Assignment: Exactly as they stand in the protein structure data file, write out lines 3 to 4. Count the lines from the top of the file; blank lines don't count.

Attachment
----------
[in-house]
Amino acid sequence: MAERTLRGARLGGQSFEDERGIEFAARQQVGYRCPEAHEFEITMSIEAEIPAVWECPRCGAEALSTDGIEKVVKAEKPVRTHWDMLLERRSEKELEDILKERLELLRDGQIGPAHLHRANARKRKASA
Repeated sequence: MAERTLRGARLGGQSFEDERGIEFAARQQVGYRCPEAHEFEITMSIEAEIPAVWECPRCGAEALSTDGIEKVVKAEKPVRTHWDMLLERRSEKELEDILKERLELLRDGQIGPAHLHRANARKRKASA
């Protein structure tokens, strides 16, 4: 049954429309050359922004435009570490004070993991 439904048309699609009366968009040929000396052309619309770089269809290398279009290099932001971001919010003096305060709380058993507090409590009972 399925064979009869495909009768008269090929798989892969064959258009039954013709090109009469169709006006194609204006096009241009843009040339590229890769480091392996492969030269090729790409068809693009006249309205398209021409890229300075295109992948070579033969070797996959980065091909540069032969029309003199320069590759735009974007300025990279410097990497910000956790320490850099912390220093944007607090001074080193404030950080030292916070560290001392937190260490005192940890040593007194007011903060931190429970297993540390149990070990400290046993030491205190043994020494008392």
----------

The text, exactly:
Repeated sequence: MAERTLRGARLGGQSFEDERGIEFAARQQVGYRCPEAHEFEITMSIEAEIPAVWECPRCGAEALSTDGIEKVVKAEKPVRTHWDMLLERRSEKELEDILKERLELLRDGQIGPAHLHRANARKRKASA
């Protein structure tokens, strides 16, 4: 049954429309050359922004435009570490004070993991 439904048309699609009366968009040929000396052309619309770089269809290398279009290099932001971001919010003096305060709380058993507090409590009972 399925064979009869495909009768008269090929798989892969064959258009039954013709090109009469169709006006194609204006096009241009843009040339590229890769480091392996492969030269090729790409068809693009006249309205398209021409890229300075295109992948070579033969070797996959980065091909540069032969029309003199320069590759735009974007300025990279410097990497910000956790320490850099912390220093944007607090001074080193404030950080030292916070560290001392937190260490005192940890040593007194007011903060931190429970297993540390149990070990400290046993030491205190043994020494008392």